So, on his last day as President of the United States, she wanted to look back at 10 years of interviews with the commander-in-chief and his wife, First Lady Michelle Obama. "I want to personally thank him for changing my life. I am a legally married woman because of him, and so is my wife," she said, referring to actress Portia De Rossi, whom she married in August 2008. "His courage and compassion created equality for everyone. He moved us forward and made more happen in the past eight years than I ever dreamed possible. I love him. I love Michelle."
Ellen then showed a highlight reel of the couple's best moments on The Ellen DeGeneres Show. Barack made his first appearance on Oct. 29, 2007, where he demonstrated his slick dance moves. Michelle later showed her husband up when she made her first appearance on Sept. 8, 2008. "Your husband's a good dancer," Ellen admitted, "but you are a better dancer than him."
"I know!" Michelle laughed. "That's what I've been telling him."
Other highlights included Ellen and Michelle's push-up contest in 2012, as well as their CVS shopping spree in 2016. And who could forget Barack's Valentine's Day message to Michelle? In the same episode, he fielded questions from 6-year-old presidential expert Macey Hensley.
It's no secret the Obamas admire Ellen as much as she admires them.
"Changing hearts and minds, I don't think anybody's been more influential than you have been. Attitudes shift and the law has followed, but it started with folks like you. And now, after having served for seven years, and having gotten a lot done and seeing the progress and seeing the incredible resilience of the American people, I feel confident that America is going to do well," Barack assured Ellen in February 2016. "I'm just as enthusiastic as I was the first day I started."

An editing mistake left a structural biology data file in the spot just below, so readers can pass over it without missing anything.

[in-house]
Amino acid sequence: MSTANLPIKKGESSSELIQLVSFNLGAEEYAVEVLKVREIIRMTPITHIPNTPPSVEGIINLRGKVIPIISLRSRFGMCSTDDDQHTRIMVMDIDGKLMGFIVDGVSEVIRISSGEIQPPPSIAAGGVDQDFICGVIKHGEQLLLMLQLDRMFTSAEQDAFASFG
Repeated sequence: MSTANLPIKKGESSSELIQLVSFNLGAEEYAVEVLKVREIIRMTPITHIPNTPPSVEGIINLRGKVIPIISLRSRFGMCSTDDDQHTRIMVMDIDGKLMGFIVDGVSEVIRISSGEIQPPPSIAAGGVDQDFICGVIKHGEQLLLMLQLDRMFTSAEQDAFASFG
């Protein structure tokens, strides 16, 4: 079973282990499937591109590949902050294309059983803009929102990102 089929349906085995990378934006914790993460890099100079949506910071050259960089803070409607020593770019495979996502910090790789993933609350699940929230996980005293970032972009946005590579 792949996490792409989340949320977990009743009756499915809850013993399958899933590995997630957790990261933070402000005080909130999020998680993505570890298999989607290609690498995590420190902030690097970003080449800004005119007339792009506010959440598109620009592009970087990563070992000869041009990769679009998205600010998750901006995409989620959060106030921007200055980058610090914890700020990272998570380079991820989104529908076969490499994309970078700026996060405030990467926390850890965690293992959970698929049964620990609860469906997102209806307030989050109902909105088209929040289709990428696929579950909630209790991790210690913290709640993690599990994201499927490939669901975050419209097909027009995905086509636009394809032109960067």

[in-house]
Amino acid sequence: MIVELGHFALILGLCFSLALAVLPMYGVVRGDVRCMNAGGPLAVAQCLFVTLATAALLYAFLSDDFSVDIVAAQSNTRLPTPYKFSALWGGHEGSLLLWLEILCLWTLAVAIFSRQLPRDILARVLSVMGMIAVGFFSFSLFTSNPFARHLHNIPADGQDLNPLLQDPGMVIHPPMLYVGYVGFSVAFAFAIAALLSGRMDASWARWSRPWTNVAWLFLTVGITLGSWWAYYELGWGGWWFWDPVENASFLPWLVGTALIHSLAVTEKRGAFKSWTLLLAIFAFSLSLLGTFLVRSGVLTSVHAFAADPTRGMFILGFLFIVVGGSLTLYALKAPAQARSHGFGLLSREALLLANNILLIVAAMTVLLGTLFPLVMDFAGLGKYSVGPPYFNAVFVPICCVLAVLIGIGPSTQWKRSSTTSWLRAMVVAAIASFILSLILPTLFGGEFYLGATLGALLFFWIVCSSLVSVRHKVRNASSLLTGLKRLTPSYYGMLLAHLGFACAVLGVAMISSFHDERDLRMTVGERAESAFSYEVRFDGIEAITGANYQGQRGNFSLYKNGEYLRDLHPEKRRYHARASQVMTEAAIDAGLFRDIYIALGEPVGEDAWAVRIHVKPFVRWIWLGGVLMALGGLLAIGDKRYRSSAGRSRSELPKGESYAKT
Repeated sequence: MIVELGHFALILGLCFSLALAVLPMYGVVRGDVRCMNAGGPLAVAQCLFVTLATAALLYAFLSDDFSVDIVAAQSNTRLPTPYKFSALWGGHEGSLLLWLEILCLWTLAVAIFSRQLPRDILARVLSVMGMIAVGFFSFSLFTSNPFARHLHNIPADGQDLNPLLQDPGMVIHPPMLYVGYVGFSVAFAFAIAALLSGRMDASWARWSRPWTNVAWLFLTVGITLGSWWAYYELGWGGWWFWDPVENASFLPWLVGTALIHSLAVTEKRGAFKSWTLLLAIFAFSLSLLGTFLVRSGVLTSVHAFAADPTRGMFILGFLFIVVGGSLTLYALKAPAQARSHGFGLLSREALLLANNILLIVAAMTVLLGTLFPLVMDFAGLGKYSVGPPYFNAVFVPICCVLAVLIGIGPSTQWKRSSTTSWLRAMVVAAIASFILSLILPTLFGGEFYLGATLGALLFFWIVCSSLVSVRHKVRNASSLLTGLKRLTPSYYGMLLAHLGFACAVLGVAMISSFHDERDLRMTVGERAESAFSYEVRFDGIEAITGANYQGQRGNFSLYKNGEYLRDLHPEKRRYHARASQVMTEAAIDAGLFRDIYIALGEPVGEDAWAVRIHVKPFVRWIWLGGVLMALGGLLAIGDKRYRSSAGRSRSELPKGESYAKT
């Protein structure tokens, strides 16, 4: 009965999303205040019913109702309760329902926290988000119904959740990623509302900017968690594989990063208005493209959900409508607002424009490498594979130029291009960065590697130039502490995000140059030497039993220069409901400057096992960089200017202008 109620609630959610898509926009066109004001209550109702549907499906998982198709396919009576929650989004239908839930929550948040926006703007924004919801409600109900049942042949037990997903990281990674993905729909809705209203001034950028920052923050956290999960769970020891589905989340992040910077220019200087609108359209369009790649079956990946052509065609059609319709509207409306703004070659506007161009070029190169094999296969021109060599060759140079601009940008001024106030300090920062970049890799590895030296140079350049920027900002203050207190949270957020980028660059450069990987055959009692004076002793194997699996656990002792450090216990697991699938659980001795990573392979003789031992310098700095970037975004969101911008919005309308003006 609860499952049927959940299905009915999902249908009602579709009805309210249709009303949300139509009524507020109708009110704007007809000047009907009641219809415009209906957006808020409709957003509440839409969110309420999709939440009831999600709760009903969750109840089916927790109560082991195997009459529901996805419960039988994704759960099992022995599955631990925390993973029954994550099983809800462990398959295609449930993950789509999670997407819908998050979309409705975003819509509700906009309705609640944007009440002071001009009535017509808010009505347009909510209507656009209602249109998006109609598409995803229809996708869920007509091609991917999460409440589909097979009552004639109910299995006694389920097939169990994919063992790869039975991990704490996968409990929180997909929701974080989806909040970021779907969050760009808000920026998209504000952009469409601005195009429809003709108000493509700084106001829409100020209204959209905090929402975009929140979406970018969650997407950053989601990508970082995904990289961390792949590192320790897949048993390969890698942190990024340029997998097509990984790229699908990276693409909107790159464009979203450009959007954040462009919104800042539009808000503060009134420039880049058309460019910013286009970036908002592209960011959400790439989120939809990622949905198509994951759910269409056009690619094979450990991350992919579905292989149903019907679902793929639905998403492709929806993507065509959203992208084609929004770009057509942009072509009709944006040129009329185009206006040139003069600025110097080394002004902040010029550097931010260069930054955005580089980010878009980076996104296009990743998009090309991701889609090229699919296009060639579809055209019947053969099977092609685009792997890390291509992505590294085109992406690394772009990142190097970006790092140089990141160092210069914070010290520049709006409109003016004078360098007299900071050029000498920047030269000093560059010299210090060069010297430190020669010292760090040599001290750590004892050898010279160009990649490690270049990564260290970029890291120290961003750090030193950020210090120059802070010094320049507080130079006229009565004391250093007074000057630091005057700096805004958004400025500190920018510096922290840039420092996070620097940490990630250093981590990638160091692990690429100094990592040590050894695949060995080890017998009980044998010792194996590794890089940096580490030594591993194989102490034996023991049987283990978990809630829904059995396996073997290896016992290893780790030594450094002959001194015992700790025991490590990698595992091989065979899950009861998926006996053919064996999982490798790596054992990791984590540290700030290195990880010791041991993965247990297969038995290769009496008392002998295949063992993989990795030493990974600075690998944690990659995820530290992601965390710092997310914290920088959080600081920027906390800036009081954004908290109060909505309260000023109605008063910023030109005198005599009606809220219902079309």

Nine months later, Barack awarded Ellen with the Presidential Medal of Freedom. "It's easy to forget now, when we've come so far—where now marriage is equal under the law—just how much courage was required for Ellen to come out on the most public of stages almost 20 years ago. Just how important it was," he began. "Not just to the LGBT community, but for all of us."
"In a career spanning three decades, Ellen DeGeneres has lifted our spirits and brought joy to our lives as a stand-up comic, actor and television star," the 55-year-old politician continued. "At a pivotal moment, her courage and candor helped change the hearts and minds of millions of Americans, accelerating our nation's constant drive towards equality and acceptance for all."
Referencing Finding Nemo, he said Ellen "has showed us that a single individual can make the world a more fun, more open, more loving place, so long as we just keep swimming."
Barack mentioned Ellen during his final White House press conference Wednesday. "When I gave Ellen the Presidential Medal of Freedom, I meant what I said. Somebody that kind and likable projecting into living rooms around the country, that changed attitudes," Barack said. "And that wasn't easy to do for her, and that's just one small example of what was happening in communities all across the country." In response, Ellen tweeted, "@POTUS I am honored you mentioned me in your last press conference. I'll make sure to mention you on my last show."
After the highlight video finished rolling, Ellen expressed her gratitude once again. "Thank you for everything, President Obama and First Lady Michelle," she said. "We will miss you so much."